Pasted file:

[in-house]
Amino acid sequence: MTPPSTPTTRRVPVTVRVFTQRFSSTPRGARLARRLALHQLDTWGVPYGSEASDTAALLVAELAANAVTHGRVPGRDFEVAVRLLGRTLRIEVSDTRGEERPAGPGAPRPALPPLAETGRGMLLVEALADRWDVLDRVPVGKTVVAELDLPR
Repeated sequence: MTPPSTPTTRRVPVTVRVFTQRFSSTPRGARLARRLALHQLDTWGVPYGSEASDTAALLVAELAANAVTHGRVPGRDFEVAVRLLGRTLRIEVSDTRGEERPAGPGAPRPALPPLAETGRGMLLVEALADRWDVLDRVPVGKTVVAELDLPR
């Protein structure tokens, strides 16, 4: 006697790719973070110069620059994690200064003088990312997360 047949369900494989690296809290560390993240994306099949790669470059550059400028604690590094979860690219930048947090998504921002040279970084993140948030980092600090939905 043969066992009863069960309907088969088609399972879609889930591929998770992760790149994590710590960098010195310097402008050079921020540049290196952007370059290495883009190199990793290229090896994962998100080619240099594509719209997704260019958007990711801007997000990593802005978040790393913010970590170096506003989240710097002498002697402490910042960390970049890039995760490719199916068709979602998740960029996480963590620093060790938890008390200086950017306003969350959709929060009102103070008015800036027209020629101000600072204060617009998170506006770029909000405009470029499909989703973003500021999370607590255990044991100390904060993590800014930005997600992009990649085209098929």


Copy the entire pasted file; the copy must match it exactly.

[in-house]
Amino acid sequence: MTPPSTPTTRRVPVTVRVFTQRFSSTPRGARLARRLALHQLDTWGVPYGSEASDTAALLVAELAANAVTHGRVPGRDFEVAVRLLGRTLRIEVSDTRGEERPAGPGAPRPALPPLAETGRGMLLVEALADRWDVLDRVPVGKTVVAELDLPR
Repeated sequence: MTPPSTPTTRRVPVTVRVFTQRFSSTPRGARLARRLALHQLDTWGVPYGSEASDTAALLVAELAANAVTHGRVPGRDFEVAVRLLGRTLRIEVSDTRGEERPAGPGAPRPALPPLAETGRGMLLVEALADRWDVLDRVPVGKTVVAELDLPR
């Protein structure tokens, strides 16, 4: 006697790719973070110069620059994690200064003088990312997360 047949369900494989690296809290560390993240994306099949790669470059550059400028604690590094979860690219930048947090998504921002040279970084993140948030980092600090939905 043969066992009863069960309907088969088609399972879609889930591929998770992760790149994590710590960098010195310097402008050079921020540049290196952007370059290495883009190199990793290229090896994962998100080619240099594509719209997704260019958007990711801007997000990593802005978040790393913010970590170096506003989240710097002498002697402490910042960390970049890039995760490719199916068709979602998740960029996480963590620093060790938890008390200086950017306003969350959709929060009102103070008015800036027209020629101000600072204060617009998170506006770029909000405009470029499909989703973003500021999370607590255990044991100390904060993590800014930005997600992009990649085209098929």